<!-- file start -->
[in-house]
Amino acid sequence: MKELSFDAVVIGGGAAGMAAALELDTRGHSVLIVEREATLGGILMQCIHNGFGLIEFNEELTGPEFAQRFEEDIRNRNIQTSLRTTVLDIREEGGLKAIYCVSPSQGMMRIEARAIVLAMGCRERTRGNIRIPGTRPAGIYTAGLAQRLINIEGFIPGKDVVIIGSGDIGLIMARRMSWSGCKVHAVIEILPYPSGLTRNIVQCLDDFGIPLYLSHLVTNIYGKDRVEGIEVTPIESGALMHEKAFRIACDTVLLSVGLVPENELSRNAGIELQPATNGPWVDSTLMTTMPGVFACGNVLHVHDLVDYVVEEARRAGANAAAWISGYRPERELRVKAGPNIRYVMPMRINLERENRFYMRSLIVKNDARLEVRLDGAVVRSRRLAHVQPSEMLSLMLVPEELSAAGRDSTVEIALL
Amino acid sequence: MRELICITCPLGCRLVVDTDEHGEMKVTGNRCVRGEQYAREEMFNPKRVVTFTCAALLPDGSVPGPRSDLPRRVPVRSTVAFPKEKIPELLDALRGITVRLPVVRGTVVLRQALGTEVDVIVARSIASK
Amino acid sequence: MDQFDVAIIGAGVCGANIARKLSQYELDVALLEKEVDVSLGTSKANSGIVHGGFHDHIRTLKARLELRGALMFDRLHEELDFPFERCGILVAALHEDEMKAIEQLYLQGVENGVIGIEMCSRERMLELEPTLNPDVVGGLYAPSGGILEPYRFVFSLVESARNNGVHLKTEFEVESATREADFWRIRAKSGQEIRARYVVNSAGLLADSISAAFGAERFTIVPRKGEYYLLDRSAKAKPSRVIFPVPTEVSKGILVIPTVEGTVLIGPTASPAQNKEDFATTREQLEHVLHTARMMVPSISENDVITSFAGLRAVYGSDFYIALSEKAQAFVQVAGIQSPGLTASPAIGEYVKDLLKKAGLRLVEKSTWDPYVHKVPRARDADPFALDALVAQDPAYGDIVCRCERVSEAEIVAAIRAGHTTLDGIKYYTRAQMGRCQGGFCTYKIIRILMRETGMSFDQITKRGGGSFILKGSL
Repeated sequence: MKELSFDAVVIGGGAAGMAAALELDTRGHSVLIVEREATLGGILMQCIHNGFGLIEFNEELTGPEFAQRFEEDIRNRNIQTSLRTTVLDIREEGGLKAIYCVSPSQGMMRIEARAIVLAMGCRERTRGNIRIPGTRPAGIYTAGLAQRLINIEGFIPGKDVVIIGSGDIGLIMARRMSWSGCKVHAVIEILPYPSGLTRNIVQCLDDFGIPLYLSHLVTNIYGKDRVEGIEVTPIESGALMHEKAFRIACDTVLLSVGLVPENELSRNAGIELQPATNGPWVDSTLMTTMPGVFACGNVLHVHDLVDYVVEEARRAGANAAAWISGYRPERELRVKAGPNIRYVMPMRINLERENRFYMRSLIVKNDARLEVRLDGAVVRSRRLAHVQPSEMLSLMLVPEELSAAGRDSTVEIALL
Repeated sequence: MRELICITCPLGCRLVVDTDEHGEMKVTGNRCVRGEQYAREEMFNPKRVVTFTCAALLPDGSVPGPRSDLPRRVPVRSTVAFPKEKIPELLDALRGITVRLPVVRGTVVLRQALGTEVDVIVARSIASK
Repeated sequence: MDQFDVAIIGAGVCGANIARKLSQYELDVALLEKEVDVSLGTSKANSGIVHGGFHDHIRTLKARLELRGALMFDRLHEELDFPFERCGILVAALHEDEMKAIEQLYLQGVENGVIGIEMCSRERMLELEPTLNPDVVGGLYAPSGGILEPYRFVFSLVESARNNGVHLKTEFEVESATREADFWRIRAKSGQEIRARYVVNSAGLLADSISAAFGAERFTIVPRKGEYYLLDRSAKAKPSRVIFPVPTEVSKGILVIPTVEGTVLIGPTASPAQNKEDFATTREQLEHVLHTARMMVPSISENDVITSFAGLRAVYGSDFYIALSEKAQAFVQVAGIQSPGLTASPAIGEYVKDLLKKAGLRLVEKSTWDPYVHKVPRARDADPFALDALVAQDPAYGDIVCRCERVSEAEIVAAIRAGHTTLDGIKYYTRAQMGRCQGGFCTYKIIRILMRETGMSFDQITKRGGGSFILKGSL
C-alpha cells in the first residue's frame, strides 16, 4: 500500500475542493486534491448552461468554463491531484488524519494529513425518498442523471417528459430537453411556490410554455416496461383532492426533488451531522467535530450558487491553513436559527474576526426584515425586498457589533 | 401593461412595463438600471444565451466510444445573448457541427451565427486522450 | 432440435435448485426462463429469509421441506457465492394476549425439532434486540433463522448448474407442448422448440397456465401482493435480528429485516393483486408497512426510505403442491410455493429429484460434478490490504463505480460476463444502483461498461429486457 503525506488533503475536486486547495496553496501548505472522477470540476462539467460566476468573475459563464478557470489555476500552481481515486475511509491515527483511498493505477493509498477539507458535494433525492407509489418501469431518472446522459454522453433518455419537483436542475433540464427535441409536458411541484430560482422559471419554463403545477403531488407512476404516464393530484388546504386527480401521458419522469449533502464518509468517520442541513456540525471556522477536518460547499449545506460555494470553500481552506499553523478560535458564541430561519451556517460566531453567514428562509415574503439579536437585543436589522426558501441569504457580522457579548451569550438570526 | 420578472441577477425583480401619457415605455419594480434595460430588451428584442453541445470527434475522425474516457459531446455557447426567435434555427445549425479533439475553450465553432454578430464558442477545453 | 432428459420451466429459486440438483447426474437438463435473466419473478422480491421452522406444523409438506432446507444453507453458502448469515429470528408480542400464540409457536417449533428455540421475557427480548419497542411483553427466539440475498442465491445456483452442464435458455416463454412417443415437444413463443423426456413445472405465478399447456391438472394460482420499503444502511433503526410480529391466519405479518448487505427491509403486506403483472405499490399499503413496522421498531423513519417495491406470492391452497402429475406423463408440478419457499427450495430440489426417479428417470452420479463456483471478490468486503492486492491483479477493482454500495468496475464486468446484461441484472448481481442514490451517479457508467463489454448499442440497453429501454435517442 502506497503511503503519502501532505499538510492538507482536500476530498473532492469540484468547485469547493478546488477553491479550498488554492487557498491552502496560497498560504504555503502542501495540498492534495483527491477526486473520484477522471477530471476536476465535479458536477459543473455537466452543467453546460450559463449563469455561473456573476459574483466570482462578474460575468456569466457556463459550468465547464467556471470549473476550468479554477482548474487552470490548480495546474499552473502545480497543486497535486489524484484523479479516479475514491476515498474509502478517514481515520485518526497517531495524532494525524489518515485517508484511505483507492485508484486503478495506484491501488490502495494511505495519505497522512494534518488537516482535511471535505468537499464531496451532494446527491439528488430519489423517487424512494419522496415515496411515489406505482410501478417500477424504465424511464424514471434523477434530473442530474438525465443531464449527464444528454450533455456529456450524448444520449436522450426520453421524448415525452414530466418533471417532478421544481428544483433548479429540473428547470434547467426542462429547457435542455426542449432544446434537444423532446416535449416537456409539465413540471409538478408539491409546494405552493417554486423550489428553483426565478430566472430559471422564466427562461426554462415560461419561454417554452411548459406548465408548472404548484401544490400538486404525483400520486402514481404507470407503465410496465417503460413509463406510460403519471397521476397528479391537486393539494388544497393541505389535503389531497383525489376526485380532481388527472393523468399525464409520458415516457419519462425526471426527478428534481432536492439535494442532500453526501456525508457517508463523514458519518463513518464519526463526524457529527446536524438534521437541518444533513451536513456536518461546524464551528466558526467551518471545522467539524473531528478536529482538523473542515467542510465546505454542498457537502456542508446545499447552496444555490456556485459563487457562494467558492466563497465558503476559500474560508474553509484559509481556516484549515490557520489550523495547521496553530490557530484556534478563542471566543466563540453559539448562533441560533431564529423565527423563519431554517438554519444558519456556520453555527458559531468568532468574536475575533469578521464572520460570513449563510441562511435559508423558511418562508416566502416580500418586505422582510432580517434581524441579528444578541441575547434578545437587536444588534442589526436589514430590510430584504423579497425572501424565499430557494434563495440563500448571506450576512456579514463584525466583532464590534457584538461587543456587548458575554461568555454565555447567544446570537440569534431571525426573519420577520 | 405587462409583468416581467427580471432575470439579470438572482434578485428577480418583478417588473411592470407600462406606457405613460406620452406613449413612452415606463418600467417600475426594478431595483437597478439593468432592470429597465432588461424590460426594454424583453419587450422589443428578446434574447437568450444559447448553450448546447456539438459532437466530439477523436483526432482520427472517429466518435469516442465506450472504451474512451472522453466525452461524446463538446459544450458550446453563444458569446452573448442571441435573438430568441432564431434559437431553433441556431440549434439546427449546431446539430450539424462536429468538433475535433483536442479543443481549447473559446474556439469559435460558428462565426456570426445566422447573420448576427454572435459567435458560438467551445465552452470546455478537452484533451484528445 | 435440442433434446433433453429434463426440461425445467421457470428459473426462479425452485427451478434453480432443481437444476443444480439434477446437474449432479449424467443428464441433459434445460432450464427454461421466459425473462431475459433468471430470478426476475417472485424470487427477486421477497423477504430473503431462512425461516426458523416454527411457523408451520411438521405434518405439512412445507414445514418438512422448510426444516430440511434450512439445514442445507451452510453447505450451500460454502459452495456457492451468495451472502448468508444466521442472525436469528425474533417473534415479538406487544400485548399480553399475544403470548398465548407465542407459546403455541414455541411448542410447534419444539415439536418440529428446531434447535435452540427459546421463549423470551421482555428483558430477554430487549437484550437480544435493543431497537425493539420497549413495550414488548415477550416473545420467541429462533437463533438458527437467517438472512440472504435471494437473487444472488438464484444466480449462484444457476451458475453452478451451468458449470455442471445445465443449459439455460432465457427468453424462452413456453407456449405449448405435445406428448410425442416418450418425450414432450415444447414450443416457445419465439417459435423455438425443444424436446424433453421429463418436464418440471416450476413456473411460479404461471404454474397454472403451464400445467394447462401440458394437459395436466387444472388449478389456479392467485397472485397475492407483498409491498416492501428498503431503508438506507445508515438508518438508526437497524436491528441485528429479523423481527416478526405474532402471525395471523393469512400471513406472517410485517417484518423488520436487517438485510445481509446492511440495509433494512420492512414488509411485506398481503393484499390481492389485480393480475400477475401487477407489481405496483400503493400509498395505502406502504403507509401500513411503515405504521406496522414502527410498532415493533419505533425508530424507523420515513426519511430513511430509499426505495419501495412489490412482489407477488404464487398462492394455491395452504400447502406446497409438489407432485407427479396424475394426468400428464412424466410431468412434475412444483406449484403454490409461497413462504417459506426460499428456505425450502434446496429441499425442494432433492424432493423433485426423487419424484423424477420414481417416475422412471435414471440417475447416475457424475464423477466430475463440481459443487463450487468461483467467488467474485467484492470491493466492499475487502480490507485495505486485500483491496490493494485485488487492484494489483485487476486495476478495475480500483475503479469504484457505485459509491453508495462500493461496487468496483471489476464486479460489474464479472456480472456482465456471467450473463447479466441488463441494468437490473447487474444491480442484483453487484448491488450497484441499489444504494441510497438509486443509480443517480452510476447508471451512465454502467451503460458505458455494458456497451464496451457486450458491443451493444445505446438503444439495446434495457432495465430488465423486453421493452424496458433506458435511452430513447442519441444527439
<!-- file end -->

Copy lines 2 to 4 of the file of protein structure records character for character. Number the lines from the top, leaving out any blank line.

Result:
Amino acid sequence: MKELSFDAVVIGGGAAGMAAALELDTRGHSVLIVEREATLGGILMQCIHNGFGLIEFNEELTGPEFAQRFEEDIRNRNIQTSLRTTVLDIREEGGLKAIYCVSPSQGMMRIEARAIVLAMGCRERTRGNIRIPGTRPAGIYTAGLAQRLINIEGFIPGKDVVIIGSGDIGLIMARRMSWSGCKVHAVIEILPYPSGLTRNIVQCLDDFGIPLYLSHLVTNIYGKDRVEGIEVTPIESGALMHEKAFRIACDTVLLSVGLVPENELSRNAGIELQPATNGPWVDSTLMTTMPGVFACGNVLHVHDLVDYVVEEARRAGANAAAWISGYRPERELRVKAGPNIRYVMPMRINLERENRFYMRSLIVKNDARLEVRLDGAVVRSRRLAHVQPSEMLSLMLVPEELSAAGRDSTVEIALL
Amino acid sequence: MRELICITCPLGCRLVVDTDEHGEMKVTGNRCVRGEQYAREEMFNPKRVVTFTCAALLPDGSVPGPRSDLPRRVPVRSTVAFPKEKIPELLDALRGITVRLPVVRGTVVLRQALGTEVDVIVARSIASK
Amino acid sequence: MDQFDVAIIGAGVCGANIARKLSQYELDVALLEKEVDVSLGTSKANSGIVHGGFHDHIRTLKARLELRGALMFDRLHEELDFPFERCGILVAALHEDEMKAIEQLYLQGVENGVIGIEMCSRERMLELEPTLNPDVVGGLYAPSGGILEPYRFVFSLVESARNNGVHLKTEFEVESATREADFWRIRAKSGQEIRARYVVNSAGLLADSISAAFGAERFTIVPRKGEYYLLDRSAKAKPSRVIFPVPTEVSKGILVIPTVEGTVLIGPTASPAQNKEDFATTREQLEHVLHTARMMVPSISENDVITSFAGLRAVYGSDFYIALSEKAQAFVQVAGIQSPGLTASPAIGEYVKDLLKKAGLRLVEKSTWDPYVHKVPRARDADPFALDALVAQDPAYGDIVCRCERVSEAEIVAAIRAGHTTLDGIKYYTRAQMGRCQGGFCTYKIIRILMRETGMSFDQITKRGGGSFILKGSL